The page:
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Ardent Listener
8th April 2007, 18:32
Previously posted on the penny forum.


http://www.resourceinvestor.com/pebble.asp?relid=30633

key excerpts:
.....He(the expert) listed five metals with notes on their application and supply and demand:

Rhodium
Platinum
Lithium
Molybdenum, and
Rare Earth Metals

.....I want to draw your attention to Mr. Herring’s list of critical metals beyond the “top five:”

Copper
Nickel
Tungsten
Cobalt
Manganese
Chrome
Tin
Indium
Zinc
Selenium
Bismuth

The whole story to read for yourself

http://www.resourceinvestor.com/pebble.asp?relid=30633

Experts Now Openly Identify Critical Strategic Minerals for Taxpayer Funded Study

By Jack Lifton
05 Apr 2007 at 02:20 PM GMT-04:00


DETROIT (ResourceInvestor.com) -- Private investors and professional purchasing staff have been given a rare opportunity this week to look at the thinking of a very experienced and successful manager with broad experience in finance and commodity, as well as nonferrous, metal purchasing at America’s largest heavy industrial manufacturer, General Motors.

I have written before about this individual’s accomplishment in revolutionizing the recovery of non ferrous metal values from industrial scrap.
He did this as his approach and contribution to his last assignment at GM prior to his retirement after 37 years with the company, and it, mining nonferrous values from scrap, is slowly, and surely, turning the nonferrous metal scrap, ferroalloy in particular, world on its ear.

Six years ago this man was invited to give a presentation on the future of platinum group metals to the PDAC in Toronto.
He predicted accurately and gave the reasons precisely for the then-soon-to-be precipitous drop and non-recovery (to this day!) in the price of palladium.
He was the only representative of a major end-user of nonferrous metals invited to speak. His predictions were ridiculed by all of the financial analysts present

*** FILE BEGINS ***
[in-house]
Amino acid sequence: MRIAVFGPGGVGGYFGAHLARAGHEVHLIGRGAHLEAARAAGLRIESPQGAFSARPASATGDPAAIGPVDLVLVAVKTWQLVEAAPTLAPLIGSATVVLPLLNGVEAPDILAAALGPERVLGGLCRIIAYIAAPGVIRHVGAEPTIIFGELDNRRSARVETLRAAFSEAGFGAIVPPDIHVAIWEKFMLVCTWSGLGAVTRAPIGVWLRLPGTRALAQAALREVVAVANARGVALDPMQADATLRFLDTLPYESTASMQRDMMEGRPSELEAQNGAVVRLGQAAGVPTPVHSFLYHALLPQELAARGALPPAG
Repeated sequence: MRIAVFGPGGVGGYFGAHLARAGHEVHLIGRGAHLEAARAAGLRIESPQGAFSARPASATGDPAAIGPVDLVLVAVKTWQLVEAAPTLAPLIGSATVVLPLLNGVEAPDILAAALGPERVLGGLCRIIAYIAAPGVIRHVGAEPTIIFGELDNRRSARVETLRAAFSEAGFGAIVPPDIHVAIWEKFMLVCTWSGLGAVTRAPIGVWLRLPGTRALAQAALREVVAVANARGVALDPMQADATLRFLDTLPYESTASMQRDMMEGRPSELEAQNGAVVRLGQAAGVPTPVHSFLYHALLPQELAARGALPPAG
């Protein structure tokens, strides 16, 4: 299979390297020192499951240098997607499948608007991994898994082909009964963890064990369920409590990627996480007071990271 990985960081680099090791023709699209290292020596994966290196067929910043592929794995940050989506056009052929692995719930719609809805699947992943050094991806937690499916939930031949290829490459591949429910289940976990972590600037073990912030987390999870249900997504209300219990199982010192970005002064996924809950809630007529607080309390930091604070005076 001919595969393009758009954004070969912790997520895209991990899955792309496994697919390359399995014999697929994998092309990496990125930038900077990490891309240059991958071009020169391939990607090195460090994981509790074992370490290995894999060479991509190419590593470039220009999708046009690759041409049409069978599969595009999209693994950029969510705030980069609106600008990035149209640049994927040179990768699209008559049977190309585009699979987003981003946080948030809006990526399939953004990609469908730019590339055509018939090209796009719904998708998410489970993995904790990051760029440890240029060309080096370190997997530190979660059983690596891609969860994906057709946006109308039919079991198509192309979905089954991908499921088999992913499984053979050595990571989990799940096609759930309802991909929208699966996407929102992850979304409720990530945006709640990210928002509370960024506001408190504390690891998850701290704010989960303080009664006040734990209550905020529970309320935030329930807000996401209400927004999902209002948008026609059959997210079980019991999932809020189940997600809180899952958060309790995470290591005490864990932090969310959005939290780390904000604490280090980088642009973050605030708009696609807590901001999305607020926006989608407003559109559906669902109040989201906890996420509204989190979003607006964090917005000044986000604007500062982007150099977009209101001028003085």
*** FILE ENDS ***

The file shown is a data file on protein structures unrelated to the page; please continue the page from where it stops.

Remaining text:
all of whom turned out to be wrong.

I have been writing for Resource Investor during the last month about projects underway at the National Academies (NA) which include an attempt to identify the impact on the U.S. economy of shortages or, worse, the secession of availability of materials that are either not found within the U.S. or are found but no longer extracted and/or smelted and refined within our borders.

I complained that the NA was not allowing open public participation in its deliberations on this matter, and I said that although I understand that such discussions may well include subjects that would be of value to those who seek to undermine the military preparedness and security of the U.S., I was troubled by the broad curtain of secrecy that seemed to me to be imposed arbitrarily on topics mainly of industrial and investor concern. I was not satisfied at all with statements within the NA websites promising to issue reports in the future, because I think the public has a right to confront the political class with regard to how urgent they consider these issues to be for the civilian economy, how they could affect our standard of living and what they intend to do about it now.

I am therefore pleased to tell you that the NA has decided to publish on the Internet, most of the raw written presentations upon which the active participants in the March meeting on “Critical Mineral Impacts on the U.S. Economy” based their oral presentations. This will allow us to see, at least in outline, and in some cases in rather extensive detail:

Which metals industrial experts consider critical to our economy;
Why they have chosen these particular metals, and;
What those responsible for sourcing these metals can due to minimize the impact of shortages on our economy.
This, of course, is not only vitally important to America’s future, but is the key to any and all sound investment strategies in commodities both for end users and private investors. It is imperative that government understand and adhere to pro-active policies based on the trends and objectives revealed in these NA projects.

There is too much to cover in one article, so I am going to abstract for you what I consider to be the best presentation published so far, which, unsurprisingly to me, was the one submitted as a speaking outline by
Mr. Ivan Herring,